Today we’re taking a peek at the first major software update of the year for the Samsung Galaxy smartphone lineup. This update was announced by Samsung as part of the monthly security update program, announced as coming to Galaxy S, Galaxy Fold, Galaxy Note, and a variety of Enterprise Models. This is part of the reason why, if you’re a Samsung phone user that doesn’t normally buy an S or a Note, it might be time to consider a change.*
How do I update my Samsung phone?
Open Settings and scroll all the way to (nearly) the end of the list and find System Updates. Tap System Updates, then find and tap “Check for system updates.” If no software update is available, you’ll either already have the latest update, or you’ll want to check again later in the week to see if the update was made available to you. Sometimes it takes a while to get to every phone – don’t worry!
January 2020 Security Maintenance Release (SMR)
The package released in January of 2020 includes patches from both Samsung and Google, for specific hardware models and for Android in general. While it’s almost always a good idea to accept software updates from your smartphone’s manufacturer, security updates especially, we’re going to take a quick look at some vulnerabilities this update patched, just to see why we’d want this package.
Samsung listed 17 specific “Samsung Vulnerabilities and Exposures (SVE)” items in their January 2020 security software update. That’s 17, not including the patches provided by Google. Google’s provided vulnerability fixes included 35 patches for January alone, plus a couple more that weren’t applicable to Samsung devices.
The list below includes the titles of a set of vulnerabilities patched by the January 2020 security update provided by Samsung for Samsung-made Android smartphones.
January 2020 vulnerabilities patched for Samsung Android devices:
• Brute force attack on screen lock password
• Improper aligned size check leads buffer overflow in secure bootloader
• Stack overflow in the kperfmon driver
• Stack overflow in display driver
• Leakage of cached data in Gallery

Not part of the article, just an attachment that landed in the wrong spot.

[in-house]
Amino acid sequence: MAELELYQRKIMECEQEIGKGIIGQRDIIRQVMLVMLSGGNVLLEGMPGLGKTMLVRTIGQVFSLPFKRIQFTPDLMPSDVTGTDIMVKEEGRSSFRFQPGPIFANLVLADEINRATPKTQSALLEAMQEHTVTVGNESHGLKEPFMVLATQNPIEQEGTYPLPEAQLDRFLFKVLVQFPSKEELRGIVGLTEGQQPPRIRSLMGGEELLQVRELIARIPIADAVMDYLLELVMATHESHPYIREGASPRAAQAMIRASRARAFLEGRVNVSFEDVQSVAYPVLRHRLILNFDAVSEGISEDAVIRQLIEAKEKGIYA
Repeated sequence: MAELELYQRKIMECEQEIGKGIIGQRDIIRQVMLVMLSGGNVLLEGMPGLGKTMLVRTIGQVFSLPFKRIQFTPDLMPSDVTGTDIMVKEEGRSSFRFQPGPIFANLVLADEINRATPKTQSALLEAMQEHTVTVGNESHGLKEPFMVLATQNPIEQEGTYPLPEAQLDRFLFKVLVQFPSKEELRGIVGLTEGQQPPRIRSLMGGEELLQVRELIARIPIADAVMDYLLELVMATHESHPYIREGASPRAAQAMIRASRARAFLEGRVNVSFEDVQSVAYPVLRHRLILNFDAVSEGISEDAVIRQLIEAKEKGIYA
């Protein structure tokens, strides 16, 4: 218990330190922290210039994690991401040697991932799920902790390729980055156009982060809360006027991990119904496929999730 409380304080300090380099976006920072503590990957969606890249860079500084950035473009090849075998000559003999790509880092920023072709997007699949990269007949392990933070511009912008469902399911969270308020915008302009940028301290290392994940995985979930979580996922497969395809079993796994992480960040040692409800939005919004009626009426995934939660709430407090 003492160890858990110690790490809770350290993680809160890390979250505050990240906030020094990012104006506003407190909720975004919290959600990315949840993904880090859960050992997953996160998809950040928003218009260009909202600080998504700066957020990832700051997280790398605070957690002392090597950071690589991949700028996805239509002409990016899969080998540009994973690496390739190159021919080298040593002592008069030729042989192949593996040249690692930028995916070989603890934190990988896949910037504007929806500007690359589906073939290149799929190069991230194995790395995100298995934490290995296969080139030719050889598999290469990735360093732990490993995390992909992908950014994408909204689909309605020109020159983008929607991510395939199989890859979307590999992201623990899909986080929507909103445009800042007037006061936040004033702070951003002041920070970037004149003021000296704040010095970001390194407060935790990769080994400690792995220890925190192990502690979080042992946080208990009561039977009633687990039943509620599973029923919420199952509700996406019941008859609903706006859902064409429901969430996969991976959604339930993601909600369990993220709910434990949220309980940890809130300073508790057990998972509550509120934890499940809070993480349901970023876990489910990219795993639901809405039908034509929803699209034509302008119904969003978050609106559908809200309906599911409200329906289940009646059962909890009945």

• Stack overflow in Baseband
• Kernel stack address leak
• FRP Bypass using AppTray
While there are a total of 17 vulnerabilities patched by Samsung in this newest update, not all were listed by Samsung in the software update notes. This is completely normal when it’s important that a fix be in place on as many devices as possible before potential malicious users are able to exploit those users that’ve not yet gotten said patch.
Phone model dictates update regularity
*Samsung has a security software update program that runs at different intervals depending on phone model. If you have a higher-priced phone, that generally means you get updates more often than Samsung’s wide variety of lower-priced hardware. The exception to this rule seems to be in devices specified as Enterprise Models.
Samsung Galaxy S models currently getting “monthly security updates” from Samsung are as follows: Galaxy S8, Galaxy S8+, Galaxy S8 Active, Galaxy S9, Galaxy S9+, Galaxy S10, Galaxy S10+, Galaxy S10e, Galaxy S10 5G. Samsung also includes the Galaxy Fold in the same list as their Galaxy S devices set for monthly updates.
Samsung includes the following Galaxy Note devices amongst those that currently receive monthly security updates: Galaxy Note8, Galaxy Note9, Galaxy Note10, Galaxy Note10 5G, Galaxy Note10+, Galaxy Note10+ 5G. The only other Galaxy Note device still in the realm of Samsung security support is the Samsung Galaxy Note FE, which appears in a list of Samsung “regular security updates” – that means every once in a while, maybe once a year.
Enterprise Models in the monthly security updates collection by Samsung include: Galaxy A5 (2017), Galaxy A8 (2018), Galaxy A50, Galaxy XCover4s, Galaxy XCover FieldPro. Recent Samsung tablets and a wide variety of Galaxy A, J, and M models appear in the list for Quarterly Security Updates.